Maybe you only ask yourself this question while bicycling or running: Can I beat up that dog?
When a dog is chasing you, you start to calculate your odds of survival if the dog actually attacks you. Most breeds, you think, yeah, maybe I could. Not pit bulls or dobermans, but most dogs, I’d give myself at least 1:2 odds.
Career runners and cyclists have usually had at least one run-in with an aggressive dog, whether it’s a full-on attack or just being barked at and chased. And when you’re getting chased, you never know whether the dog is going to catch you and what they’re going to do when.
I was chased by several dozen dogs on my bike tour across the mostly rural southern United States last year and I can tell you that everyone has their methods to deal this. One couple we met used pepper spray on every single dog that aggressively approached them. Two recumbent cross-country tourers carried cut-off broomsticks that they would use to swing at, and sometimes hit, dogs. We had a friendlier method, squirting the dogs with water bottles, and my aim was starting to get pretty dead-on when, one day, I discovered a better method that didn’t waste any water: Barking.
Nothing proved to be more effective, cathartic, and satisfying than barking at the collective aggressive dogs of Texas, Louisiana, Mississippi, Alabama and northern Florida. It also marked the point on the trip when we just said screw it, this is not normal behavior, but this is what we do now. After a couple thousand miles of pedaling all day, I guess I liked that.
So, here’s how you bark down a dog.
You have to beat the dog at his or her own game, take their tool/weapon, turn that shit up to 11, and deliver it all at once. The dog probably has gotten all kinds of things from its owner, trying to get it to calm down: a stern command, maybe a yank of the leash, choke collar, etc. Easy, buddy. Stop barking at the cyclists/runners/UPS employee, Buster. Heel. Bad dog.
What the dog has not seen is a human being going FREAKING CRAZY on it. Which is what you’re going to do. For one second. When the dog realizes you have completely lost your shit, it will be shocked. You are unstable, possibly dangerous. And, ideally, the dog will stop chasing you.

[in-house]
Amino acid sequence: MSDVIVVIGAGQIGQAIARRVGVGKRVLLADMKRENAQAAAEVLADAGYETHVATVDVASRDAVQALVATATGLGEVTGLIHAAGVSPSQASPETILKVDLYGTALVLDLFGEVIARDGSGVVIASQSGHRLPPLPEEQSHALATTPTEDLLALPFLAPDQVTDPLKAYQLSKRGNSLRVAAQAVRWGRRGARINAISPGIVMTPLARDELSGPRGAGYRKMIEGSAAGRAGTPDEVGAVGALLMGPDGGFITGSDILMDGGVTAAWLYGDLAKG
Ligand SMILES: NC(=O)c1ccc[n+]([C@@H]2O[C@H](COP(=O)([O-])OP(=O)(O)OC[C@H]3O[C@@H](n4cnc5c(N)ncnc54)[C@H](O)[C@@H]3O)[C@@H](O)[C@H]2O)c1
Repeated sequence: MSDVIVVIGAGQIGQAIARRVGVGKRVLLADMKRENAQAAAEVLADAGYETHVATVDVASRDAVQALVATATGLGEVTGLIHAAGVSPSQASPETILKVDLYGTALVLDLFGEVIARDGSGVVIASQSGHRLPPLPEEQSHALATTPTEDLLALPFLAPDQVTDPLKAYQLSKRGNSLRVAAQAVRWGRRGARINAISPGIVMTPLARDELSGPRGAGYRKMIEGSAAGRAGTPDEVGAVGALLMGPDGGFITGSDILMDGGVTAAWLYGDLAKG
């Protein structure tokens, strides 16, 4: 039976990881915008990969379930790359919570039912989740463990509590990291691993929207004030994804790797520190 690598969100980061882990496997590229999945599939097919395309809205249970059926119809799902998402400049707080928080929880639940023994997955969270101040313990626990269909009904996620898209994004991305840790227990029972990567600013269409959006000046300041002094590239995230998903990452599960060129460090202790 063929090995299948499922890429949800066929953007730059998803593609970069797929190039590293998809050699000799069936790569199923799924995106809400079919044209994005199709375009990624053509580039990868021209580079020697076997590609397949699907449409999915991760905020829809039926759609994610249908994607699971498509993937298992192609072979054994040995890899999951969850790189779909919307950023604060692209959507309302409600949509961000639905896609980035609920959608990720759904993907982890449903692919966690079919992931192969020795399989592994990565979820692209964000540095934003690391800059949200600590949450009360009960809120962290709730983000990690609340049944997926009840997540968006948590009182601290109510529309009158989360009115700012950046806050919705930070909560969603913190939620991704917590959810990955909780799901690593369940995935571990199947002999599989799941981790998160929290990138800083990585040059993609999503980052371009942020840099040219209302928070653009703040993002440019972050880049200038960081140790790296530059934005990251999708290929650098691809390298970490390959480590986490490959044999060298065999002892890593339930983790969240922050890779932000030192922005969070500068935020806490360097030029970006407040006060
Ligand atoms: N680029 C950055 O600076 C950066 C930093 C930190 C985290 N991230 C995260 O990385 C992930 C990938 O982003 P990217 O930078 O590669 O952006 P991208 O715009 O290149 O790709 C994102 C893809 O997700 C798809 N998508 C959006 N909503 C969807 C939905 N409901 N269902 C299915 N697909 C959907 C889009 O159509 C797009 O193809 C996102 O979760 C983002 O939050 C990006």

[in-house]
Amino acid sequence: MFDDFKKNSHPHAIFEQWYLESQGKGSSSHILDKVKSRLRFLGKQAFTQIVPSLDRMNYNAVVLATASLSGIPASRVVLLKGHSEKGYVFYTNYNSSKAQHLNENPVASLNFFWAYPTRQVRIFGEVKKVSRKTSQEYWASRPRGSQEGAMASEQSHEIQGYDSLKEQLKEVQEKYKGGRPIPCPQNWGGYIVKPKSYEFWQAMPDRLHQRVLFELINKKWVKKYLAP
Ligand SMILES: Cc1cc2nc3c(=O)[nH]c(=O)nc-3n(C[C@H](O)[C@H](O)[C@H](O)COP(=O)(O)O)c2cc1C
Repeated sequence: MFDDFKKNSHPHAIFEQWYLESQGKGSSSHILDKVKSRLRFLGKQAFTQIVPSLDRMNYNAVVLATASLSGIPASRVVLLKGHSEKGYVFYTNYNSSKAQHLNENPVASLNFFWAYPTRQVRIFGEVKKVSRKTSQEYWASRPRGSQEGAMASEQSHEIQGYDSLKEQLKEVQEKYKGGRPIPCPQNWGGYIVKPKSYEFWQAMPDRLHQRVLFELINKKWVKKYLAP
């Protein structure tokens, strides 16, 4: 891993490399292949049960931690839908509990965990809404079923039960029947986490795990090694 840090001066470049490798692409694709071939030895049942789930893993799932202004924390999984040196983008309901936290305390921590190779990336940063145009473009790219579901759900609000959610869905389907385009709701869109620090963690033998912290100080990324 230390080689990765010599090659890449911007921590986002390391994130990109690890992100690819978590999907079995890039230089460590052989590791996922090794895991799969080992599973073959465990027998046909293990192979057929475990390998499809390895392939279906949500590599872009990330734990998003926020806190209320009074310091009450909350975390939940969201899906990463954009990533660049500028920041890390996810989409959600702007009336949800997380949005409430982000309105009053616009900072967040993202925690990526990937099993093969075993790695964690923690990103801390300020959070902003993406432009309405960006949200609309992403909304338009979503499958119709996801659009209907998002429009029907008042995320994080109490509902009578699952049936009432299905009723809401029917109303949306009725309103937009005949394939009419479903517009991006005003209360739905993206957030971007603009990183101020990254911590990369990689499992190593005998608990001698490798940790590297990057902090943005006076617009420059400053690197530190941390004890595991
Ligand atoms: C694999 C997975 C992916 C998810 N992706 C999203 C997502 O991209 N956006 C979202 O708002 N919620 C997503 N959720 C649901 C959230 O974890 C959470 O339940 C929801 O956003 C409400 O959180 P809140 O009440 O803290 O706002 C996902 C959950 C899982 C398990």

First thing: How loud are you capable of yelling? Think about this. On a windy day, 200 feet from your climbing partner, how loud would you yell “on belay?” OK, add 20 percent to that. Pretend your significant other is about to be hit by a bullet train, and they’re 200 feet away from you. How loud would you yell now? That’s how loud you’re going to bark at this dog, which is going to be 10-15 feet away from you when you do it.
The volume curve on this has to start at 100 percent. It’s a bark. You have to startle the dog, not give it a chance to understand what’s coming. Don’t think of what a motorcycle sounds like as it passes you on the highway, with the Doppler effect. Think of a bomb going off next to your bed, where your alarm clock usually sits.
Call up all your frustration, anger, and sadness from the last month of your life. You didn’t get a raise, your boyfriend said those pants make you look fat, your girlfriend asked you if your hairline was receding, someone cut you off in traffic, all that stuff. Anger is repressed sadness, so take that sadness channel it into anger. You will have one second to get it all out.
Take in one, quick, sharp breath, and
Say whatever word you want, drop the F-bomb, your ex-wife’s name, whatever. Keep it to one syllable, though. I prefer a simple “HEY” — but in capital letters so big they are unable to be displayed by your computer screen. Remember, you are screaming in those gigantic capital letters, not starting low and building. Be a that bomb going off, no warning. Be confident in your bark, and visualize knocking the dog on his/her ass with the sudden volume of it.
Then, watch what happens. The dog should look confused, as if he or she just watched you turn into a grizzly bear on a bicycle. And if you’re riding next to someone, they might say something like my pal Tony said to me one morning riding on a country road in Florida:
“OK dude, I gotta admit, I shit my pants a little bit on that one.”
All but twice, this worked for me. Both times, a rottweiler was chasing us as we tried to pedal uphill. I was genuinely scared. This is maybe the time you get out the pepper spray. Or, you know, a cattle prod.
Be ready. Practice your bark. Just not in public.
Brendan Leonard is responsible for Semi-Rad.